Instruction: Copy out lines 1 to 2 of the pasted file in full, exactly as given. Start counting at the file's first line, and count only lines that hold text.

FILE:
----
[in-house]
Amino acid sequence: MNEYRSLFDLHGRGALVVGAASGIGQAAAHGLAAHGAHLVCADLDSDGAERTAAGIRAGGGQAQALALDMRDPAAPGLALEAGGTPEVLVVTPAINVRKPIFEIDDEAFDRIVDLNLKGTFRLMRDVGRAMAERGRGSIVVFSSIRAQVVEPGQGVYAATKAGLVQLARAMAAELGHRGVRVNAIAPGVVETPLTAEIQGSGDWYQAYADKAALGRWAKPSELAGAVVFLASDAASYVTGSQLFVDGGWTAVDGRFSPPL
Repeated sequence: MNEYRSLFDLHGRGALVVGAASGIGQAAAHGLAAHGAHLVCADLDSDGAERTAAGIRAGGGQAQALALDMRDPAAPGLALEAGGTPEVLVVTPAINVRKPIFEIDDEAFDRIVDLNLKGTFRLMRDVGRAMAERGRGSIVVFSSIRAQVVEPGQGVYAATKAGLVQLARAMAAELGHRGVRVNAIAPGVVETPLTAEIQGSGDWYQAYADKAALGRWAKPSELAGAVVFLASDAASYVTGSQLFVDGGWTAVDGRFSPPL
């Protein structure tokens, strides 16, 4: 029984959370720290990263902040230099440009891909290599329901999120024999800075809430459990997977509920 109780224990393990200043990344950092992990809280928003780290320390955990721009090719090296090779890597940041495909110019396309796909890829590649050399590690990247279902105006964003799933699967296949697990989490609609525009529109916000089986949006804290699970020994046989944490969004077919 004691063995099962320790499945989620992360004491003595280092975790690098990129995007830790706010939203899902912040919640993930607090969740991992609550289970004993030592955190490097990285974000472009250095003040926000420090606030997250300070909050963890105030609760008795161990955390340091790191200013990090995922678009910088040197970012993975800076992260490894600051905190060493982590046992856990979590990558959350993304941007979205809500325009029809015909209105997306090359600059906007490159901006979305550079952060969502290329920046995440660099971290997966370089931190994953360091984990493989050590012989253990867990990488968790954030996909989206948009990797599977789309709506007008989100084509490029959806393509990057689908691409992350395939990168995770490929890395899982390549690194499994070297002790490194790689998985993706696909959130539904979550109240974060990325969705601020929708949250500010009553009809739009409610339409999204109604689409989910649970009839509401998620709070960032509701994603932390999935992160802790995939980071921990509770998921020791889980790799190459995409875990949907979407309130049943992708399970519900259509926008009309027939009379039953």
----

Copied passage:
[in-house]
Amino acid sequence: MNEYRSLFDLHGRGALVVGAASGIGQAAAHGLAAHGAHLVCADLDSDGAERTAAGIRAGGGQAQALALDMRDPAAPGLALEAGGTPEVLVVTPAINVRKPIFEIDDEAFDRIVDLNLKGTFRLMRDVGRAMAERGRGSIVVFSSIRAQVVEPGQGVYAATKAGLVQLARAMAAELGHRGVRVNAIAPGVVETPLTAEIQGSGDWYQAYADKAALGRWAKPSELAGAVVFLASDAASYVTGSQLFVDGGWTAVDGRFSPPL